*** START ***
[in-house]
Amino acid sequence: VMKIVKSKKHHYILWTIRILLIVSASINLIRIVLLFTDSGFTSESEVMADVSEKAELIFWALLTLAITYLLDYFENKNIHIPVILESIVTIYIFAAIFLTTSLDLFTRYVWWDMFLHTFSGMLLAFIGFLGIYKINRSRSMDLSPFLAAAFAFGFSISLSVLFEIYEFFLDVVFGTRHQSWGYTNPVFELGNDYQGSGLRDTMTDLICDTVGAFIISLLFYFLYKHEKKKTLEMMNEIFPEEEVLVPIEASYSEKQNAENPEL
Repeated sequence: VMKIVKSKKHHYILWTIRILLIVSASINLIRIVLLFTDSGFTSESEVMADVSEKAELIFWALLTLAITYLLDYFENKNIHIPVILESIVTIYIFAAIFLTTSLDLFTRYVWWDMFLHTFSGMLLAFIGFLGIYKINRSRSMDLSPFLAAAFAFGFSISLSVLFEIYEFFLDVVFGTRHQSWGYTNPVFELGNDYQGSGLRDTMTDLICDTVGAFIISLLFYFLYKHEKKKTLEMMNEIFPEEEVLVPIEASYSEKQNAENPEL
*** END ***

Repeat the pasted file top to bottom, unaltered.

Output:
[in-house]
Amino acid sequence: VMKIVKSKKHHYILWTIRILLIVSASINLIRIVLLFTDSGFTSESEVMADVSEKAELIFWALLTLAITYLLDYFENKNIHIPVILESIVTIYIFAAIFLTTSLDLFTRYVWWDMFLHTFSGMLLAFIGFLGIYKINRSRSMDLSPFLAAAFAFGFSISLSVLFEIYEFFLDVVFGTRHQSWGYTNPVFELGNDYQGSGLRDTMTDLICDTVGAFIISLLFYFLYKHEKKKTLEMMNEIFPEEEVLVPIEASYSEKQNAENPEL
Repeated sequence: VMKIVKSKKHHYILWTIRILLIVSASINLIRIVLLFTDSGFTSESEVMADVSEKAELIFWALLTLAITYLLDYFENKNIHIPVILESIVTIYIFAAIFLTTSLDLFTRYVWWDMFLHTFSGMLLAFIGFLGIYKINRSRSMDLSPFLAAAFAFGFSISLSVLFEIYEFFLDVVFGTRHQSWGYTNPVFELGNDYQGSGLRDTMTDLICDTVGAFIISLLFYFLYKHEKKKTLEMMNEIFPEEEVLVPIEASYSEKQNAENPEL